The UK HE International Unit’s aim in publishing the report is to inform discussions within the sector about increasing participating of under-represented groups in outward mobility opportunities, by identifying specific outcomes for these groups.

A significantly lower proportion of graduates from disadvantaged backgrounds who were mobile were unemployed (5.0%) compared with those from the same backgrounds who were not mobile (6.2%).

But participation rates among students from disadvantaged backgrounds were 3.5% compared to 6.4% for students from advantaged backgrounds – and students from higher managerial and professional occupation backgrounds were almost five times as likely to be mobile as students from ‘never worked’ and long-term unemployed backgrounds.

Stern said the International Unit has developed an action plan “to support the uptake of mobility from widening participation groups across institutions”.

Higher earnings and outcomes

Mobile students from almost all socio-economic backgrounds reported higher average salaries than their non-mobile equivalents. Graduates from a background in routine occupations who had been mobile earned, on average, £1,364 per year more than their non-mobile peers.

In terms of academic outcomes, a higher proportion of mobile students achieved a First Class (1st) or Upper Second Class (2:1) in their degree (81%) compared with non-mobile students (72%).

Mobility was most common among graduates in languages (38%), followed by clinical medicine, although in the latter case mobile periods lasted eight weeks or less.

More mobile students work in education and professional, scientific and technical activities than their non-mobile peers. Employed graduates who had been mobile during their study are more likely (74.8%) than their non-mobile peers (67.1%) to gain employment within one of the top three socio-economic classifications.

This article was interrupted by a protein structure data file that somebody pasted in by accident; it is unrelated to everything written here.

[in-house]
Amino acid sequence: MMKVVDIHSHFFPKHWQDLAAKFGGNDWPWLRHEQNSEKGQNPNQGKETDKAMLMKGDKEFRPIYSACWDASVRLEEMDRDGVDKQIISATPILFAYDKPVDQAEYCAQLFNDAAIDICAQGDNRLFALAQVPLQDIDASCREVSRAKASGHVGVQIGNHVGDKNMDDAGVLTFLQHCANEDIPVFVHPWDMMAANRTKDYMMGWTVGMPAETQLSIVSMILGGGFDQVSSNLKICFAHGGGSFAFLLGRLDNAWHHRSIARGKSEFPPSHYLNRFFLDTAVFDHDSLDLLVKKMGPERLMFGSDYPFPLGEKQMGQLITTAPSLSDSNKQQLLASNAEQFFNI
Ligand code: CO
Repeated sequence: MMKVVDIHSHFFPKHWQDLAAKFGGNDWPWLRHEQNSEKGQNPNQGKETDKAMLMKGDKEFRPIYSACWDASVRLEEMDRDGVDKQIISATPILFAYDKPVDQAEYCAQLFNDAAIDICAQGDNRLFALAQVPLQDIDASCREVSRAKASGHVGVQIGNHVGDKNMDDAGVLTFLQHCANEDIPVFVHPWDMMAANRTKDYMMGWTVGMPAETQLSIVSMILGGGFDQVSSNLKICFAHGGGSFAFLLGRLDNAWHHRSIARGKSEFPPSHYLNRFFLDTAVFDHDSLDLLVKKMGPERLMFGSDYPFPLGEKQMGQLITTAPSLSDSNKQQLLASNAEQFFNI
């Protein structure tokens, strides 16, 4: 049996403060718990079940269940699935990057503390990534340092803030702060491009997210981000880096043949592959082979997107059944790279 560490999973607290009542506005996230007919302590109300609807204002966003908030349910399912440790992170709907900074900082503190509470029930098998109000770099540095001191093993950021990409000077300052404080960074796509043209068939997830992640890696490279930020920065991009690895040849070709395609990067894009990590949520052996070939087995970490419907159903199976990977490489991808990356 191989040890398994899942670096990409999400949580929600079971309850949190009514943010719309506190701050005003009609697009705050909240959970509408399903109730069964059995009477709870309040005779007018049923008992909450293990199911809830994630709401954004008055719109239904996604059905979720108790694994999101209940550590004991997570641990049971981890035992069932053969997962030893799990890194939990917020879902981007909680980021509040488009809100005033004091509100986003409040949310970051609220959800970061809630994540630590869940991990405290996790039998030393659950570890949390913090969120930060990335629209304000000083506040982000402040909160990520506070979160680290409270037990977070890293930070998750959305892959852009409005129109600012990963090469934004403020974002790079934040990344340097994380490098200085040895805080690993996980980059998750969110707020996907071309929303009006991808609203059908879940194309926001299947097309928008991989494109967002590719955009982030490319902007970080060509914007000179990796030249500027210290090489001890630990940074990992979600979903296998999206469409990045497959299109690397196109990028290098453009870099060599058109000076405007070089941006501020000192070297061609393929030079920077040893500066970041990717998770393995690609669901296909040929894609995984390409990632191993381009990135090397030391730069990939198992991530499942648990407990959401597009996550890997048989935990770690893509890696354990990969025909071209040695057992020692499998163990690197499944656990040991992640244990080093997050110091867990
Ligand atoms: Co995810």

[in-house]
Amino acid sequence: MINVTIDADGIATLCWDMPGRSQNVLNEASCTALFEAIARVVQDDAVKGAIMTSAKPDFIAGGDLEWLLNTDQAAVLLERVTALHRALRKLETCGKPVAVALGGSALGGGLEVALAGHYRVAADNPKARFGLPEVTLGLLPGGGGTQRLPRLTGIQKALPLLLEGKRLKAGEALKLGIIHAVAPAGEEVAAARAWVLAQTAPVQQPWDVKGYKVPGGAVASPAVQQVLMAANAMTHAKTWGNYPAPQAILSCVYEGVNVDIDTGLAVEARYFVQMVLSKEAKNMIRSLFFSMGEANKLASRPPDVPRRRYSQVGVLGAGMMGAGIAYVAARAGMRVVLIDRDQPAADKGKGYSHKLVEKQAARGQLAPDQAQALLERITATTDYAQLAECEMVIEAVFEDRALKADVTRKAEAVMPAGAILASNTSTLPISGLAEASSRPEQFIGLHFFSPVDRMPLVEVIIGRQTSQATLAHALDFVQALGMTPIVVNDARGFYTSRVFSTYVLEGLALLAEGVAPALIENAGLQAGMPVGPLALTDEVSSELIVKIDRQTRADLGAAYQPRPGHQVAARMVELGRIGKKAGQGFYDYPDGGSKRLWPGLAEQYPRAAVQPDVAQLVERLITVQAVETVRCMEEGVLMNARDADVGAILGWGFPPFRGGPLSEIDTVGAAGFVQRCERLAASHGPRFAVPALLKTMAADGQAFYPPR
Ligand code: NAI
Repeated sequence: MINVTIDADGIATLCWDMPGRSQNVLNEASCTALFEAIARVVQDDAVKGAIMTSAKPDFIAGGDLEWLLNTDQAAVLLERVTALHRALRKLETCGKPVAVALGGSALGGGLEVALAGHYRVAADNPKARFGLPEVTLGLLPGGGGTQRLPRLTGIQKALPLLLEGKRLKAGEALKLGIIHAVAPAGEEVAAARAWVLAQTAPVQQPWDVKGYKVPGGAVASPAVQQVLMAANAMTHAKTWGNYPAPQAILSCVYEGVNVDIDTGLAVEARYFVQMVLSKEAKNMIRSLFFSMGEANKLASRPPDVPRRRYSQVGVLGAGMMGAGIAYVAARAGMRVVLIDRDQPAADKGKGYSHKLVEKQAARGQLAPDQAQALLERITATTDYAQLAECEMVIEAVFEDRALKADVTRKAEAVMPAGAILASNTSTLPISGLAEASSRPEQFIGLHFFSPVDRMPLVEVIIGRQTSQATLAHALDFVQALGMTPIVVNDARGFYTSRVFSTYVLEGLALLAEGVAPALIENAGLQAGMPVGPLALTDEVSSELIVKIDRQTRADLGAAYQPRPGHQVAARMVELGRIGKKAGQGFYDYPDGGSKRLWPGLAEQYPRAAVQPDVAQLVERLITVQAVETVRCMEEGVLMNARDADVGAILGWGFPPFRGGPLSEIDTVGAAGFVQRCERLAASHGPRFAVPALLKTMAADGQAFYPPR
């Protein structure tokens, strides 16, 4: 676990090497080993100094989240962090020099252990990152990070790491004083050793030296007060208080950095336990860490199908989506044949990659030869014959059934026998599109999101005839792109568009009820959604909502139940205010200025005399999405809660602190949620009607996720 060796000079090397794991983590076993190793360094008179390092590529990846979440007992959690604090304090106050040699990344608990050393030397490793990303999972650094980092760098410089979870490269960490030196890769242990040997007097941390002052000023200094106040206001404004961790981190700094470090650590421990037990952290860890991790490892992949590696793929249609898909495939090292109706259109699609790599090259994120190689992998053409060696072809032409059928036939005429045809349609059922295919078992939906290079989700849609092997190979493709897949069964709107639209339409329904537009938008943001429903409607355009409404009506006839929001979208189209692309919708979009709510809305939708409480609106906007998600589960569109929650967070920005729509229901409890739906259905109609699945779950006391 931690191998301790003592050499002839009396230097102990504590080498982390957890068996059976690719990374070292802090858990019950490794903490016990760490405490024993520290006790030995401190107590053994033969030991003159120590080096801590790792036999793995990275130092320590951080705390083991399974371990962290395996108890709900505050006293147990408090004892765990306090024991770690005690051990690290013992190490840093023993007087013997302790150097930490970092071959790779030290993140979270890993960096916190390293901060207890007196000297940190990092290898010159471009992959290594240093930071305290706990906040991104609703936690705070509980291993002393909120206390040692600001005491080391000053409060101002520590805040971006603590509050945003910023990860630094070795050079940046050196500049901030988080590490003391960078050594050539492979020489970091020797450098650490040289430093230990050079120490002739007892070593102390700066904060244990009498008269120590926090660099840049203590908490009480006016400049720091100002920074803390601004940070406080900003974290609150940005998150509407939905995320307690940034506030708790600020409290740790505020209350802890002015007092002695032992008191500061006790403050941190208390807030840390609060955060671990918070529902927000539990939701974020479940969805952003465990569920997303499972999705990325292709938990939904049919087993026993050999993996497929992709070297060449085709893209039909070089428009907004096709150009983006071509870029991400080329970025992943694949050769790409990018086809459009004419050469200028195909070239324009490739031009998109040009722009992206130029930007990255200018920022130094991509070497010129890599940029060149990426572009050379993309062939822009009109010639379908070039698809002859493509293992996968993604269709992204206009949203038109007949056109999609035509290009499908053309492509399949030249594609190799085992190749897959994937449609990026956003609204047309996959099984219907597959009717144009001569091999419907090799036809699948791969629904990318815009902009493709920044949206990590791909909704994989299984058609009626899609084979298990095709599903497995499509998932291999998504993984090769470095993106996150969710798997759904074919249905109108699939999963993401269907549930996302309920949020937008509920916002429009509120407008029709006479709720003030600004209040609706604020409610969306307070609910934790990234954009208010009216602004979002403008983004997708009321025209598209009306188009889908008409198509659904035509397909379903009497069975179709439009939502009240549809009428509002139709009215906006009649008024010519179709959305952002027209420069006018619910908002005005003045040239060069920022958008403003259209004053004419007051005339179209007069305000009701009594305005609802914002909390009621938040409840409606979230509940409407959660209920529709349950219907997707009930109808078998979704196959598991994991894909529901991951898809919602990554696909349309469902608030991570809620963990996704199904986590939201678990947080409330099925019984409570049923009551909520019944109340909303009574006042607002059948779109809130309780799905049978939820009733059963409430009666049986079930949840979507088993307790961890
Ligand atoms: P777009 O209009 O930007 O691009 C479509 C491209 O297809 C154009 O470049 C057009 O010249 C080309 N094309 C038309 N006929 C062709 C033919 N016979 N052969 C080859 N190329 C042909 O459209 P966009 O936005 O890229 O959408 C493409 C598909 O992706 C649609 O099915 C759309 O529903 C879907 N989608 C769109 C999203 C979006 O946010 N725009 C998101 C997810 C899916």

Overall, more mobile students were female than male, although if language students are excluded, mobility participation rates are equal – at 3.6%.

Findings echoed

The present report echoes many of the findings of the first edition of Gone International, published last year, which analysed the 2012-13 graduating cohort, in many of its findings, in particular the improved employment outcomes for students who had been mobile compared to their non-mobile peers.

As with last year’s report, the new report outlines what mobile students’ outcomes were, but it does not demonstrate causation between outward mobility and students’ outcomes.

The statistics contained in the report are based on an analysis linking together two Higher Education Statistics Agency datasets – the Student Record, which contains profiles of students registered at higher education providers across the UK, and the Destinations of Leavers from Higher Education, or DLHE, Survey, which asks graduates what they are doing six months after completing their degree.

A total of 13,555 UK-domiciled graduates responding to the 2013-14 DLHE Survey had at least one period abroad as part of their undergraduate first degree. This compares with 22,100 mobile students reported to HESA in 2013-14, but this report only examined DLHE respondents as its sample.

Among DLHE Survey respondents there was significantly higher participation in mobility in Scotland (7.6%) and Northern Ireland (7.2%) compared to England (5.2%) and Wales (5.3%).